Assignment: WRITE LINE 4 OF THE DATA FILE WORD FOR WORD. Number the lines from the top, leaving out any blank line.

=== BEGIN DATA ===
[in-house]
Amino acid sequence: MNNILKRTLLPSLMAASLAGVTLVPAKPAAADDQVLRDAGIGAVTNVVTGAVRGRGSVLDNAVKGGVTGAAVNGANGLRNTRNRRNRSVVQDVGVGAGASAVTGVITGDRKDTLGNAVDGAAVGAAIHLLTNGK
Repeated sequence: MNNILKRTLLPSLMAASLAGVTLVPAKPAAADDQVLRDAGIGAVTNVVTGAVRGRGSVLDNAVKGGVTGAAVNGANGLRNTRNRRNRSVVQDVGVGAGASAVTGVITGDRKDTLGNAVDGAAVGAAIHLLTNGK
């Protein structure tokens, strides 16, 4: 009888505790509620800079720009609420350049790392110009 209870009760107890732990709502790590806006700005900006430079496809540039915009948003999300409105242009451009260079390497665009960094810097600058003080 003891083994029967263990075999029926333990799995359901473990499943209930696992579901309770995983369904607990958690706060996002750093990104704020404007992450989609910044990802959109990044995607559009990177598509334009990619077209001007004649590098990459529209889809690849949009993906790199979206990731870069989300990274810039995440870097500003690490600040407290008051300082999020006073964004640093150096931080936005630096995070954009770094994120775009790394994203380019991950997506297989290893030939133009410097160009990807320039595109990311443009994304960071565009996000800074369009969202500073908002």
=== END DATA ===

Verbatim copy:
């Protein structure tokens, strides 16, 4: 009888505790509620800079720009609420350049790392110009 209870009760107890732990709502790590806006700005900006430079496809540039915009948003999300409105242009451009260079390497665009960094810097600058003080 003891083994029967263990075999029926333990799995359901473990499943209930696992579901309770995983369904607990958690706060996002750093990104704020404007992450989609910044990802959109990044995607559009990177598509334009990619077209001007004649590098990459529209889809690849949009993906790199979206990731870069989300990274810039995440870097500003690490600040407290008051300082999020006073964004640093150096931080936005630096995070954009770094994120775009790394994203380019991950997506297989290893030939133009410097160009990807320039595109990311443009994304960071565009996000800074369009969202500073908002």